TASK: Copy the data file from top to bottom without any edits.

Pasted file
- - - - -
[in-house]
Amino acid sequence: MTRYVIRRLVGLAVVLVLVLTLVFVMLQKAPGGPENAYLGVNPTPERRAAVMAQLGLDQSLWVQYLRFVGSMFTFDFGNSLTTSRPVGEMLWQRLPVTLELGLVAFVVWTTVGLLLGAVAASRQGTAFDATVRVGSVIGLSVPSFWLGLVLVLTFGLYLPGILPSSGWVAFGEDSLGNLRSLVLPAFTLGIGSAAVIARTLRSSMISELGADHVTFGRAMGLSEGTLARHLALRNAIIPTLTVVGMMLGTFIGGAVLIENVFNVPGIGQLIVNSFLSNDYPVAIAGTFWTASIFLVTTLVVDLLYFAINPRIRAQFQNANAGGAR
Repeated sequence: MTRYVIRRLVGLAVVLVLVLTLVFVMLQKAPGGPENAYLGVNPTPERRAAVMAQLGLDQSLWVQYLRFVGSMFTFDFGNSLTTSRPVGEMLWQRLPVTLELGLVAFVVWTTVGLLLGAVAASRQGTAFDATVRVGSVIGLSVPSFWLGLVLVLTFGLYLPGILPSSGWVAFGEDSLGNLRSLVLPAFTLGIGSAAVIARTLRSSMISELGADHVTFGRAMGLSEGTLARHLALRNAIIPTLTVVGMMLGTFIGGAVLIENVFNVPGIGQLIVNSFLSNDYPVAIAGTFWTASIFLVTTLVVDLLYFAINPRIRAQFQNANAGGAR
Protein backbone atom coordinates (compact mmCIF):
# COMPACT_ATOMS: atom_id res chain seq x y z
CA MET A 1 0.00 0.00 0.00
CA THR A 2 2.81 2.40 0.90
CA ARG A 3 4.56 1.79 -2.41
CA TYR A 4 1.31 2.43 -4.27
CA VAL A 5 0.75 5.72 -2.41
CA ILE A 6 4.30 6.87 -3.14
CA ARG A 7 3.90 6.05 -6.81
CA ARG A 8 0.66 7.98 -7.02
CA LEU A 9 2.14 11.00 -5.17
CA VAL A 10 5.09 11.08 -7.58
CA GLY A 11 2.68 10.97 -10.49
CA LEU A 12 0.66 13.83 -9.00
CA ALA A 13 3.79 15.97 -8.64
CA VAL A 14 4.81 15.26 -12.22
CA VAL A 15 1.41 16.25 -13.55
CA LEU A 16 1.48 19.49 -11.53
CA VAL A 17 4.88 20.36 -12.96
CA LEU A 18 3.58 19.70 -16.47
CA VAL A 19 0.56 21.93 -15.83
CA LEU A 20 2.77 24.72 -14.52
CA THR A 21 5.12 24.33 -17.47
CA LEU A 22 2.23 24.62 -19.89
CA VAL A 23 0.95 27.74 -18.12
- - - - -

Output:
[in-house]
Amino acid sequence: MTRYVIRRLVGLAVVLVLVLTLVFVMLQKAPGGPENAYLGVNPTPERRAAVMAQLGLDQSLWVQYLRFVGSMFTFDFGNSLTTSRPVGEMLWQRLPVTLELGLVAFVVWTTVGLLLGAVAASRQGTAFDATVRVGSVIGLSVPSFWLGLVLVLTFGLYLPGILPSSGWVAFGEDSLGNLRSLVLPAFTLGIGSAAVIARTLRSSMISELGADHVTFGRAMGLSEGTLARHLALRNAIIPTLTVVGMMLGTFIGGAVLIENVFNVPGIGQLIVNSFLSNDYPVAIAGTFWTASIFLVTTLVVDLLYFAINPRIRAQFQNANAGGAR
Repeated sequence: MTRYVIRRLVGLAVVLVLVLTLVFVMLQKAPGGPENAYLGVNPTPERRAAVMAQLGLDQSLWVQYLRFVGSMFTFDFGNSLTTSRPVGEMLWQRLPVTLELGLVAFVVWTTVGLLLGAVAASRQGTAFDATVRVGSVIGLSVPSFWLGLVLVLTFGLYLPGILPSSGWVAFGEDSLGNLRSLVLPAFTLGIGSAAVIARTLRSSMISELGADHVTFGRAMGLSEGTLARHLALRNAIIPTLTVVGMMLGTFIGGAVLIENVFNVPGIGQLIVNSFLSNDYPVAIAGTFWTASIFLVTTLVVDLLYFAINPRIRAQFQNANAGGAR
Protein backbone atom coordinates (compact mmCIF):
# COMPACT_ATOMS: atom_id res chain seq x y z
CA MET A 1 0.00 0.00 0.00
CA THR A 2 2.81 2.40 0.90
CA ARG A 3 4.56 1.79 -2.41
CA TYR A 4 1.31 2.43 -4.27
CA VAL A 5 0.75 5.72 -2.41
CA ILE A 6 4.30 6.87 -3.14
CA ARG A 7 3.90 6.05 -6.81
CA ARG A 8 0.66 7.98 -7.02
CA LEU A 9 2.14 11.00 -5.17
CA VAL A 10 5.09 11.08 -7.58
CA GLY A 11 2.68 10.97 -10.49
CA LEU A 12 0.66 13.83 -9.00
CA ALA A 13 3.79 15.97 -8.64
CA VAL A 14 4.81 15.26 -12.22
CA VAL A 15 1.41 16.25 -13.55
CA LEU A 16 1.48 19.49 -11.53
CA VAL A 17 4.88 20.36 -12.96
CA LEU A 18 3.58 19.70 -16.47
CA VAL A 19 0.56 21.93 -15.83
CA LEU A 20 2.77 24.72 -14.52
CA THR A 21 5.12 24.33 -17.47
CA LEU A 22 2.23 24.62 -19.89
CA VAL A 23 0.95 27.74 -18.12